Prayer rescue and redemption in the Mekilta

Gerald J. Blidstein

Research output: Contribution to journalArticlepeer-review

5 Scopus citations


It is generally acknowledged that activist Jewish opposition to Rome waned after the futile Bar Kokhba revolt. This judgement has been based on the historical record, in which such opposition is absent. In this paper I show that this shift in policy has left literary traces, particularly in the Tannaitic midrash, Mekilta. Such traces show the rabbis disparaging physical violence in their reading of the exodus from Egypt, and then urging prayer as the most appropriate and potent tactic in the struggle for freedom. In all this, the release from Egyptian bondage symbolizes the ultimate deliverance from Roman power.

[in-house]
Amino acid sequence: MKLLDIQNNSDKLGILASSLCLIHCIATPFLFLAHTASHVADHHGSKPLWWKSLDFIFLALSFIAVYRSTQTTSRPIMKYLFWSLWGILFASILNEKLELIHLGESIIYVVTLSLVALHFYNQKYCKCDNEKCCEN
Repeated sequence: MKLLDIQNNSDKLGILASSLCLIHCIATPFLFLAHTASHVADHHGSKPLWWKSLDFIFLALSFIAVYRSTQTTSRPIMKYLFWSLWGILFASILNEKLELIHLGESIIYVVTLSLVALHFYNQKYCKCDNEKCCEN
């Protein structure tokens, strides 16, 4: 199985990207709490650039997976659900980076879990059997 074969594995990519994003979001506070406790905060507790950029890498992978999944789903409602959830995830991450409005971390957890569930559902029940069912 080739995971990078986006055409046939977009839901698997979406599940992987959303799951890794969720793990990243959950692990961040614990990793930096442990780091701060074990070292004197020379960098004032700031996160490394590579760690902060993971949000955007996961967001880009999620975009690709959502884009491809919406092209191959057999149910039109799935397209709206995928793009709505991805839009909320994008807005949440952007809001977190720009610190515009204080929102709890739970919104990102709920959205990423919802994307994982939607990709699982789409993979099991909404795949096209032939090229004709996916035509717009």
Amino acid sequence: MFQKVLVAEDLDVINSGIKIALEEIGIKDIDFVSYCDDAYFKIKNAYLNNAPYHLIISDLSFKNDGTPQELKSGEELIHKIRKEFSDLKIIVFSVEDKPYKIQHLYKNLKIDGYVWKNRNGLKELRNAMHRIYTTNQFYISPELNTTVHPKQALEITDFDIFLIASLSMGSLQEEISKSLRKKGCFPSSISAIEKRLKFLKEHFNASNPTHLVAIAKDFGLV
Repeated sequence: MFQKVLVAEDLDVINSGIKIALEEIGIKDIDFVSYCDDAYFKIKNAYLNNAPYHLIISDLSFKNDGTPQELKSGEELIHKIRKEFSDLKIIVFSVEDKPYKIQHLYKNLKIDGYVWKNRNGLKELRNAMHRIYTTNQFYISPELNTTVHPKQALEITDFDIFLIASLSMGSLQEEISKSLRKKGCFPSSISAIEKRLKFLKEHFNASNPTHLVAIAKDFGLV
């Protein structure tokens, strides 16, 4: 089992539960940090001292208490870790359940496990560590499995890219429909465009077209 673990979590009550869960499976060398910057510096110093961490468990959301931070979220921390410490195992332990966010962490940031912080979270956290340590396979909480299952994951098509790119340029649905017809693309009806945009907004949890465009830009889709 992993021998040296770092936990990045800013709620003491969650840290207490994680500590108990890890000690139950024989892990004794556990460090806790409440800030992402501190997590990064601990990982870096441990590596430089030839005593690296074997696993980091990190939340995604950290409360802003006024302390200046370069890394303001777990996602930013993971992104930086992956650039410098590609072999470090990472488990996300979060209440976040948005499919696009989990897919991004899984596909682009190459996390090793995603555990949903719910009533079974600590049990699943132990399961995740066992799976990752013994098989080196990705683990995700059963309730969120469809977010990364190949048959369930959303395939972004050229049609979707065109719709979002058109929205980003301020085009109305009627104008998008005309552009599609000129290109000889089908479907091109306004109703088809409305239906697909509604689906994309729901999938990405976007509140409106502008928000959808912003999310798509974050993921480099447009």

Original languageEnglish
Pages (from-to)68-87
Number of pages20
JournalJournal for the Study of Judaism
Issue number1
StatePublished - 1 Dec 2008


  • Egyptians
  • Mekilta
  • Prayer
  • Rabbis
  • Redemption
  • Romans
  • Slavery
  • Violence

ASJC Scopus subject areas

  • History
  • Religious studies
  • Literature and Literary Theory


Dive into the research topics of 'Prayer rescue and redemption in the Mekilta'. Together they form a unique fingerprint.

Cite this